So what do you do when one of the children in the family needs to live at the premises after the parents pass away? Hello everybody, my name is Robert Mansour. This is an issue that happens sometimes when one of the kids wants on the premises after both parents die.
So sometimes a family will come in and they'll say, "Maria is living with us. We have seven kids, and Maria is one of them. She's living in our house with us. She's taking care of us. She prepares our food. She goes to the grocery store. She's been lovely and very helpful, but she's fallen on hard times." I often have to ask the client, "Well, what are we going to do after you both pass away? Is Maria going to get to stay in the house?", or Johnny, or whoever the sibling might be. So you have to be very careful about that because the other six or seven kids in the family may not like that. They may want to sell mom and dad's house and divide the money. They may want to rent out mom and dad's house and divide the proceeds of the monthly rent. Does that child, Maria, Johnny, or whoever is living there, do they get to stay there forever?
So this is one of those issues that I talk about with clients. I say, "Well, what do you want to do?" On a recent case, for example, a client said, "Well, I don't want them to stay there forever, but I also don't want to kick them out." So we came up with a plan that allowed Maria, in this case, to stay at the home and to live there for an additional six months after both parents pass away. We figured that would give Maria enough time to figure out what's going to happen, another opportunity to maybe find an apartment, to move out, or make other arrangements. Because the house was worth $500,000 and other children were interested in selling that home and dividing the money.
We also indicated that the house needed to be sold within a certain period of time. Otherwise, the trustee has no real guidance. Now in some cases, we leave it up to the trustee. But in other families, it might be good to put some kind of time limit on it and say Maria needs to move out by this time and the house needs to be sold by X amount of time; within six months, one year, or whatever the case may be. These are issues that need to be discussed whenever there is real property involved with family residence. What are we going to do about that residence? Do we sell it? Do we rent it? Does somebody get to live in it?
These are issues that, in some families, it's very important to discuss during the estate planning consultation. What's more important is that the estate planning documents, the living trust, the will, whatever the case may be, says with great detail what is going to happen. Because it is better to have more instructions in there than to leave it up to chance, or leave it up to the trustee to make things up as they go along, especially when there are more than two or three kids involved. That's really where you want to come up with some distinct and good guidelines for the trustee to follow. Thank you for joining me on this video. Again, my name is Robert Mansour. I'm an estate planning attorney here in the Los Angeles area. Thanks for watching. Please call (661) 414-7100 for help with your estate plan.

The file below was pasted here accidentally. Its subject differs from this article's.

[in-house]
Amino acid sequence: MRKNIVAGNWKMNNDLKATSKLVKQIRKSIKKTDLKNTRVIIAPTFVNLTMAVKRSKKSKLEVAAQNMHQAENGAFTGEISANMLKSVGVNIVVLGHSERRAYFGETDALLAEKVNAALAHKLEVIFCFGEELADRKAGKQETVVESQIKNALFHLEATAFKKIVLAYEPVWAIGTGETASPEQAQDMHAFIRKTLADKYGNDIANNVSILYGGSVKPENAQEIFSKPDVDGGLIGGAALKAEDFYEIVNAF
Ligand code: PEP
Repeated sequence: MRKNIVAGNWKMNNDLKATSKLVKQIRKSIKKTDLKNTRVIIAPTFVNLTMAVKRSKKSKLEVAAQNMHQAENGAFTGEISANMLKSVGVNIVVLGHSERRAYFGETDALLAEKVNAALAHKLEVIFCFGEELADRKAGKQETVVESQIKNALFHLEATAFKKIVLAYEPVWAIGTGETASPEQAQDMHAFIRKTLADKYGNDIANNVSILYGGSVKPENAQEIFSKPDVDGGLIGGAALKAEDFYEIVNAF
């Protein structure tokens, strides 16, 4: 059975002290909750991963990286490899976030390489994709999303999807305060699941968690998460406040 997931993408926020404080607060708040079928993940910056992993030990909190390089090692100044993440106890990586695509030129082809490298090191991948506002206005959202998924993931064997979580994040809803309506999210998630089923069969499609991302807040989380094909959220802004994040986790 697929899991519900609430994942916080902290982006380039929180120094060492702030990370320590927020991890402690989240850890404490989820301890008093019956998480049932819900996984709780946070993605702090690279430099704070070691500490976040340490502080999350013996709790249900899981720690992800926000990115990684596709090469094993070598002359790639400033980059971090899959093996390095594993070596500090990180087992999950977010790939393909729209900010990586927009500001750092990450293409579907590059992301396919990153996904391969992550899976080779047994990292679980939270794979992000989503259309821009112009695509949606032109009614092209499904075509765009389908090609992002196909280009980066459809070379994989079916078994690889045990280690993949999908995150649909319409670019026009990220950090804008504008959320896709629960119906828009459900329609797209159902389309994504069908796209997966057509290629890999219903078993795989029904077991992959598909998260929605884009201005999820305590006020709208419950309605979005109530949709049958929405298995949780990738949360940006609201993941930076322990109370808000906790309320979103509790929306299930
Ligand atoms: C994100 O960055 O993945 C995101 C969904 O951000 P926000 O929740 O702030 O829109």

A client called me today and told me he and his siblings were about to inherit a $500,000 home from their mother. She is 87 years old and unfortunately about to pass away soon.
The mother had told him she wanted her youngest daughter to be able to live in her home for at least a few years after her death. The trouble is she has not taken the time to create an estate plan to make sure her wishes are followed. As things stand, there will be 5 siblings inheriting this parcel of real estate. There is no plan in place. To make things more complicated, some of the siblings don't get along very well, and the two that do get along have spouses who don't get along. While the mother has made her wishes known, there is disaster looming for this family since she hasn't taken the time to create the proper legal framework to make sure her wishes are followed. There is no guarantee the youngest daughter will get to live in the house. What is probably going to happen is that the siblings will argue over what to do and as a result, relationships will crumble. I hate to be so pessimistic, but I've seen this scenario play out so many times before. If you want your wishes followed, please take the time to create solid legal documents.